Frontline's 'Syria Undercover'

Tomorrow night (Tues., Nov. 8) the estimable PBS series "Frontline" will air a riveting documentary on the state of affairs in Syria. Ramita Navai, a "Frontline" reporter, goes underground to report on the rebel insurgents in that country. Our associate editor Raymond A. Schroth, SJ, watched an advance copy of the show, and offers this review in an online Culture article. He writes:

Throughout all this the PBS documentary series “Frontline,” produced by Wael Dabbous at Boston’s WGBH, has been editing its report up to the last minute. It has sent its reporter Ramita Navai to risk her life by “going underground” with the insurgency. In Syria Undercover, a documentary to air on Tuesday Nov. 8, she moves in darkness from city to city, holding out for three days with one rebel band as government troops arrest and beat suspects in adjacent apartments. Viewers see no heads or faces, but only blurs or lips and beards of rebel spokespersons—the father of a 14-year-old boy tortured and shot in the head; a funeral broken up by gun fire; secret hospitals working with medicines smuggled in from Lebanon and doctors threatened with imprisonment for treating rebel patients; deserters who quit because they had been forced to shoot protesters, including women and children. “I saw with my own eyes,” says one, “when my buddy beside me refused to shoot at the protesters, a sniper shot him in the head.”

Advertisement

Read the rest here.

James Martin, S.J.

 

Comments are automatically closed two weeks after an article's initial publication. See our comments policy for more.

Advertisement

Don't miss the best from America

Sign up for our Newsletter to get the Jesuit perspective on news, faith and culture.

The latest from america

Hong Kong residents hold a banner that reads: “Blessed are those who are persecuted for righteousness’ sake.” The Occupy Central movement was initiated as an effort to force the Hong Kong and Chinese governments to allow true democracy in the city. (CNS photo/Francis Wong)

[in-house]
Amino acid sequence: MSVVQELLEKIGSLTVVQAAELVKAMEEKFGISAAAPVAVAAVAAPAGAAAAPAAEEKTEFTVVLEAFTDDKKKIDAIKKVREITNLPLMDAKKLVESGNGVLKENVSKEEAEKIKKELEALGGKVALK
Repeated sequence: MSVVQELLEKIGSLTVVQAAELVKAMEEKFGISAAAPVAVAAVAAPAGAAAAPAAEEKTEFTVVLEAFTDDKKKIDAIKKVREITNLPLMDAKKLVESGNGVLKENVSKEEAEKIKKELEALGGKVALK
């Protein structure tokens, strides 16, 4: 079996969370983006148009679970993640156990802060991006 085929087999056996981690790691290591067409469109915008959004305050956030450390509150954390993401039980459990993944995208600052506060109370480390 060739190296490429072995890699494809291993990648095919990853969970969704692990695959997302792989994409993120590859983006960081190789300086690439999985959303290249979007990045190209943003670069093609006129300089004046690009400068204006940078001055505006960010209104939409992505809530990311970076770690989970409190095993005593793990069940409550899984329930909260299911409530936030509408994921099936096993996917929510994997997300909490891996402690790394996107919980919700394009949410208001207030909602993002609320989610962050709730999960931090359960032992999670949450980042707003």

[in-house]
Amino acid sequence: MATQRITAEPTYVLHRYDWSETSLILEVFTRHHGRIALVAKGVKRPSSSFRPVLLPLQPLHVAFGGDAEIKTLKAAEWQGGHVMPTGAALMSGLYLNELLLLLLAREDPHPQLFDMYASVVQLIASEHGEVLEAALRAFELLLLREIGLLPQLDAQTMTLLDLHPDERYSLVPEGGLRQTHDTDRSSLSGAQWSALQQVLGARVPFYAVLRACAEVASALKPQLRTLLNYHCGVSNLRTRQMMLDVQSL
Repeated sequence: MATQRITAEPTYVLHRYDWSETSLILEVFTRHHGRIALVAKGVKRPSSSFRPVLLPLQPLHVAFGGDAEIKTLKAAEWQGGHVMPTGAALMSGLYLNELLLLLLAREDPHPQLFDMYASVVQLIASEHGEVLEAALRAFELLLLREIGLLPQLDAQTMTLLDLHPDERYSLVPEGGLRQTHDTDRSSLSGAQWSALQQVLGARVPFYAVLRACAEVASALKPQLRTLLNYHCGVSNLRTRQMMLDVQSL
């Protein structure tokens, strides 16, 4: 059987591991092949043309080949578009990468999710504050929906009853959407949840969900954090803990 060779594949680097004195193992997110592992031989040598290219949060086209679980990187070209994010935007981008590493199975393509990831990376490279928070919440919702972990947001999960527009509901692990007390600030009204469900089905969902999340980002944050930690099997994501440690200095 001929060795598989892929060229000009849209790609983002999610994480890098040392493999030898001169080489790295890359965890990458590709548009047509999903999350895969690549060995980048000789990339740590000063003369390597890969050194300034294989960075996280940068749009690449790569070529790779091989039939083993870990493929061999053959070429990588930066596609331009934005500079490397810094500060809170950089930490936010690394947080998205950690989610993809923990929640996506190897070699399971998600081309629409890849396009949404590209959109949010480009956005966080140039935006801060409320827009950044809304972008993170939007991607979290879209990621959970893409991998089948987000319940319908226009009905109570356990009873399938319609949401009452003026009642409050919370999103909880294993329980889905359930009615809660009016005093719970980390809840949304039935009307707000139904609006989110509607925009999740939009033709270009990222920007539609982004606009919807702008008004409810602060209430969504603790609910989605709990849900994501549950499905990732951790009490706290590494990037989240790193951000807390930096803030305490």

“I believe it’s essential for some people to go to jail for the sake of democracy. It will in the end strengthen the movement.”
Verna YuOctober 17, 2017
In a zombie world, the good Samaritan would be toast.
Patrick GallagherOctober 17, 2017
Pope Francis answers questions from journalists aboard his flight from Malmo, Sweden, to Rome Nov. 1. (CNS photo/Paul Haring)
Pope Francis confessed that while he has “chutzpah,” “I am also timid.”
Gerard O'ConnellOctober 17, 2017
Callista Gingrich, wife of former House Speaker Newt Gingrich, has been nominated by President Donald Trump to be the new U.S. ambassador to the Holy See. She is pictured as her husband speaks at Peachtree Academy in Covington, Georgia, in this Feb. 29, 2012, file photo. (CNS photo/Erik S. Lesser, EPA)
23 senators voted against Ms. Gingrich’s confirmation, a departure from previous nominations that faced little opposition.
Michael J. O’LoughlinOctober 16, 2017